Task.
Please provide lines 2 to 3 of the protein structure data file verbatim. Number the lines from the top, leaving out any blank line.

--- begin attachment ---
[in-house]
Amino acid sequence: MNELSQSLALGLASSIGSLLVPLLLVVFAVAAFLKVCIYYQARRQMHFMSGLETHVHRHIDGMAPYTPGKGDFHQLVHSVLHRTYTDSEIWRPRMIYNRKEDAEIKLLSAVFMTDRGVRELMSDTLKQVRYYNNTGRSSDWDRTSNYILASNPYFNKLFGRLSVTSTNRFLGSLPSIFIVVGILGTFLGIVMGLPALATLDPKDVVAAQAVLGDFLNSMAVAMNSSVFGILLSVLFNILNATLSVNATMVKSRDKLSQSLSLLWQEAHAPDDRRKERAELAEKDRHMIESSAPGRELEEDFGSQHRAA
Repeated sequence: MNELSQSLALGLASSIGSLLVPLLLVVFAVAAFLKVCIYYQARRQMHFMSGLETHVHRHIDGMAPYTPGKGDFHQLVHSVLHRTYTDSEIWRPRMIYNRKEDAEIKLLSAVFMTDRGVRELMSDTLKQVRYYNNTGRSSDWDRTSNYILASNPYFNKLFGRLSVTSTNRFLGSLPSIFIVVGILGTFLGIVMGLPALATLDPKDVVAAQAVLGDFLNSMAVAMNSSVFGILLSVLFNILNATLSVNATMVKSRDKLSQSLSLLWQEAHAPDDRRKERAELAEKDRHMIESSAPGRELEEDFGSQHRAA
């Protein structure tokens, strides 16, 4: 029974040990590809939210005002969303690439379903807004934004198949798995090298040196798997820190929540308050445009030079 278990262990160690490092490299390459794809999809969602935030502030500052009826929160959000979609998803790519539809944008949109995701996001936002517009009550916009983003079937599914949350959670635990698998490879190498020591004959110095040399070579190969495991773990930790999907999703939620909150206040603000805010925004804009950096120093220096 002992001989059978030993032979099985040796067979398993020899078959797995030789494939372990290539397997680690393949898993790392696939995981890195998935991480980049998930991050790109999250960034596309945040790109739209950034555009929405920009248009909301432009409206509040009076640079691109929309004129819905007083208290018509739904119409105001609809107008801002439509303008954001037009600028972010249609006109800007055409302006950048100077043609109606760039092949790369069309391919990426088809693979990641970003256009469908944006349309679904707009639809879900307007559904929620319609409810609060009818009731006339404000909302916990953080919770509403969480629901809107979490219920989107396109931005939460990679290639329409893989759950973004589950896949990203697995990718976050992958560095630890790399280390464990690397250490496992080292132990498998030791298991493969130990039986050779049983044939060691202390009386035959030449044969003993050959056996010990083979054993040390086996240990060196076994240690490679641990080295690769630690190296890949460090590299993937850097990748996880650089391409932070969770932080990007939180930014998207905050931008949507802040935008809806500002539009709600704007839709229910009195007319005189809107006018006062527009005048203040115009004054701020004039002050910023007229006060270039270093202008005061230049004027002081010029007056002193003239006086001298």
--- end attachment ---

Amino acid sequence: MNELSQSLALGLASSIGSLLVPLLLVVFAVAAFLKVCIYYQARRQMHFMSGLETHVHRHIDGMAPYTPGKGDFHQLVHSVLHRTYTDSEIWRPRMIYNRKEDAEIKLLSAVFMTDRGVRELMSDTLKQVRYYNNTGRSSDWDRTSNYILASNPYFNKLFGRLSVTSTNRFLGSLPSIFIVVGILGTFLGIVMGLPALATLDPKDVVAAQAVLGDFLNSMAVAMNSSVFGILLSVLFNILNATLSVNATMVKSRDKLSQSLSLLWQEAHAPDDRRKERAELAEKDRHMIESSAPGRELEEDFGSQHRAA
Repeated sequence: MNELSQSLALGLASSIGSLLVPLLLVVFAVAAFLKVCIYYQARRQMHFMSGLETHVHRHIDGMAPYTPGKGDFHQLVHSVLHRTYTDSEIWRPRMIYNRKEDAEIKLLSAVFMTDRGVRELMSDTLKQVRYYNNTGRSSDWDRTSNYILASNPYFNKLFGRLSVTSTNRFLGSLPSIFIVVGILGTFLGIVMGLPALATLDPKDVVAAQAVLGDFLNSMAVAMNSSVFGILLSVLFNILNATLSVNATMVKSRDKLSQSLSLLWQEAHAPDDRRKERAELAEKDRHMIESSAPGRELEEDFGSQHRAA